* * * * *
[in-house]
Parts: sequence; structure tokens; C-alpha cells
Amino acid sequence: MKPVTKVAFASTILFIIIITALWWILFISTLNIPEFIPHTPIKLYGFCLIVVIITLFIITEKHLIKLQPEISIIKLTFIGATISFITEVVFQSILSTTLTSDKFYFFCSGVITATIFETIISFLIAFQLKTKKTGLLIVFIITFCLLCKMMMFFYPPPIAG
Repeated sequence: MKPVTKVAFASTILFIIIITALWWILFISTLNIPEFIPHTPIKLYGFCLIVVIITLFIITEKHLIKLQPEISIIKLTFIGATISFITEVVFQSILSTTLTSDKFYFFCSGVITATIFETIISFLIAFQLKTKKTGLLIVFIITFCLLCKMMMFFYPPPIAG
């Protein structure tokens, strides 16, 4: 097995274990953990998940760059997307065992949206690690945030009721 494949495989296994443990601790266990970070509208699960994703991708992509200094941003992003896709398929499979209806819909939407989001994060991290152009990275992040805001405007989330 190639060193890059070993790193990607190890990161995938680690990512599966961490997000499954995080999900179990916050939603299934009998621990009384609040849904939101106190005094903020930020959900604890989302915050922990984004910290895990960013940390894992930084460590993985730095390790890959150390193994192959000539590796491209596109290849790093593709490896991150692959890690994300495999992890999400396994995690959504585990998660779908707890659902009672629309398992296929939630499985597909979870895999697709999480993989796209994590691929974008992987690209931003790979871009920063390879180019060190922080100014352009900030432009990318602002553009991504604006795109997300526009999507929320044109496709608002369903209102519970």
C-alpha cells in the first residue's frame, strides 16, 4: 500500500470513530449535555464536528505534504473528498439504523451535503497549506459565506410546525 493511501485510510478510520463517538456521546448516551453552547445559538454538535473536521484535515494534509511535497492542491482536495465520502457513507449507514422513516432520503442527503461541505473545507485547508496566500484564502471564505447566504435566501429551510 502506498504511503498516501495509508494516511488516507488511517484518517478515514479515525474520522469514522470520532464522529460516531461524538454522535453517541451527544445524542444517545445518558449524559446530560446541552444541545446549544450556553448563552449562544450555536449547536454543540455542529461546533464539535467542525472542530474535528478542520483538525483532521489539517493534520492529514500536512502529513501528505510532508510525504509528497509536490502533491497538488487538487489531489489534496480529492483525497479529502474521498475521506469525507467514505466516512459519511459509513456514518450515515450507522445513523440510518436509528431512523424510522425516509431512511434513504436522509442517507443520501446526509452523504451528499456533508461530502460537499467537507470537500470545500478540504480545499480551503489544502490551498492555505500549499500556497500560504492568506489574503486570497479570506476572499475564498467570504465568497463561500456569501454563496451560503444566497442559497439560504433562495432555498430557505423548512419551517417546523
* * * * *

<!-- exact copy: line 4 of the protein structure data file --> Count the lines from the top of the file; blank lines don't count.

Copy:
Repeated sequence: MKPVTKVAFASTILFIIIITALWWILFISTLNIPEFIPHTPIKLYGFCLIVVIITLFIITEKHLIKLQPEISIIKLTFIGATISFITEVVFQSILSTTLTSDKFYFFCSGVITATIFETIISFLIAFQLKTKKTGLLIVFIITFCLLCKMMMFFYPPPIAG